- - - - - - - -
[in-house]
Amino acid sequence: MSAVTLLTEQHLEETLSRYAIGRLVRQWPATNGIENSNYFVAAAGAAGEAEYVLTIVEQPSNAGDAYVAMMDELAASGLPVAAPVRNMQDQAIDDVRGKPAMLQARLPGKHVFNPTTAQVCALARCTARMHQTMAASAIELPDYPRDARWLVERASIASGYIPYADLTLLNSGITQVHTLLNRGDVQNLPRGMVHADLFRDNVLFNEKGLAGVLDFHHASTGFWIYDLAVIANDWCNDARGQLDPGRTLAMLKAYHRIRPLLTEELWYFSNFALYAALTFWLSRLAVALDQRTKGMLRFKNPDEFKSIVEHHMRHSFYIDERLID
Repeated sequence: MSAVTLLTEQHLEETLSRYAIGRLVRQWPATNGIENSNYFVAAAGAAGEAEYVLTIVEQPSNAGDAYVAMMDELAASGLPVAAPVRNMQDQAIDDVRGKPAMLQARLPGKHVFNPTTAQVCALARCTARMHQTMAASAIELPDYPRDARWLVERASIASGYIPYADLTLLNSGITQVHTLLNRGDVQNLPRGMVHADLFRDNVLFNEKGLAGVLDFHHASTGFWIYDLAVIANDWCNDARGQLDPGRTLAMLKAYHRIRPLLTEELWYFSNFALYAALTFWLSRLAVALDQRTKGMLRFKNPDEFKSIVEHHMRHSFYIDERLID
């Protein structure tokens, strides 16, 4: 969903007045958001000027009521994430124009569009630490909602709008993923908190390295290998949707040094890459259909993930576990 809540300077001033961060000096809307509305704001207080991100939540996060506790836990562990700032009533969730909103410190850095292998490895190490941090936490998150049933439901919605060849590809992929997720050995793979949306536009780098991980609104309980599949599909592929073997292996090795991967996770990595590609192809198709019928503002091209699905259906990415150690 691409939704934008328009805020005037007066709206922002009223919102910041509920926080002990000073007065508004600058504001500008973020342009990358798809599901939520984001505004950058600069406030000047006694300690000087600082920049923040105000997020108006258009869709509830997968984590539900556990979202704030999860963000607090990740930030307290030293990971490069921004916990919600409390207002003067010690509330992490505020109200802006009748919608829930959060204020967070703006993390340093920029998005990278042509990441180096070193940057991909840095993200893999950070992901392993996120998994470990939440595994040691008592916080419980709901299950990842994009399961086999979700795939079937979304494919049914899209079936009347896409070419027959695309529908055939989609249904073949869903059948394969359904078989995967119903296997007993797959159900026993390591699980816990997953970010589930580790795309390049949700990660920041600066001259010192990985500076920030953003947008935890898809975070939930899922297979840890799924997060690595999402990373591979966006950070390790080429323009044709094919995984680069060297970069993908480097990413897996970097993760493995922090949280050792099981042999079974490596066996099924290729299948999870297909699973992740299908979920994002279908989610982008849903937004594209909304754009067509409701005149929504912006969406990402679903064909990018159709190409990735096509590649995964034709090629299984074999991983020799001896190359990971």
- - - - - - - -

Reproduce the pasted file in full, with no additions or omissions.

[in-house]
Amino acid sequence: MSAVTLLTEQHLEETLSRYAIGRLVRQWPATNGIENSNYFVAAAGAAGEAEYVLTIVEQPSNAGDAYVAMMDELAASGLPVAAPVRNMQDQAIDDVRGKPAMLQARLPGKHVFNPTTAQVCALARCTARMHQTMAASAIELPDYPRDARWLVERASIASGYIPYADLTLLNSGITQVHTLLNRGDVQNLPRGMVHADLFRDNVLFNEKGLAGVLDFHHASTGFWIYDLAVIANDWCNDARGQLDPGRTLAMLKAYHRIRPLLTEELWYFSNFALYAALTFWLSRLAVALDQRTKGMLRFKNPDEFKSIVEHHMRHSFYIDERLID
Repeated sequence: MSAVTLLTEQHLEETLSRYAIGRLVRQWPATNGIENSNYFVAAAGAAGEAEYVLTIVEQPSNAGDAYVAMMDELAASGLPVAAPVRNMQDQAIDDVRGKPAMLQARLPGKHVFNPTTAQVCALARCTARMHQTMAASAIELPDYPRDARWLVERASIASGYIPYADLTLLNSGITQVHTLLNRGDVQNLPRGMVHADLFRDNVLFNEKGLAGVLDFHHASTGFWIYDLAVIANDWCNDARGQLDPGRTLAMLKAYHRIRPLLTEELWYFSNFALYAALTFWLSRLAVALDQRTKGMLRFKNPDEFKSIVEHHMRHSFYIDERLID
């Protein structure tokens, strides 16, 4: 969903007045958001000027009521994430124009569009630490909602709008993923908190390295290998949707040094890459259909993930576990 809540300077001033961060000096809307509305704001207080991100939540996060506790836990562990700032009533969730909103410190850095292998490895190490941090936490998150049933439901919605060849590809992929997720050995793979949306536009780098991980609104309980599949599909592929073997292996090795991967996770990595590609192809198709019928503002091209699905259906990415150690 691409939704934008328009805020005037007066709206922002009223919102910041509920926080002990000073007065508004600058504001500008973020342009990358798809599901939520984001505004950058600069406030000047006694300690000087600082920049923040105000997020108006258009869709509830997968984590539900556990979202704030999860963000607090990740930030307290030293990971490069921004916990919600409390207002003067010690509330992490505020109200802006009748919608829930959060204020967070703006993390340093920029998005990278042509990441180096070193940057991909840095993200893999950070992901392993996120998994470990939440595994040691008592916080419980709901299950990842994009399961086999979700795939079937979304494919049914899209079936009347896409070419027959695309529908055939989609249904073949869903059948394969359904078989995967119903296997007993797959159900026993390591699980816990997953970010589930580790795309390049949700990660920041600066001259010192990985500076920030953003947008935890898809975070939930899922297979840890799924997060690595999402990373591979966006950070390790080429323009044709094919995984680069060297970069993908480097990413897996970097993760493995922090949280050792099981042999079974490596066996099924290729299948999870297909699973992740299908979920994002279908989610982008849903937004594209909304754009067509409701005149929504912006969406990402679903064909990018159709190409990735096509590649995964034709090629299984074999991983020799001896190359990971």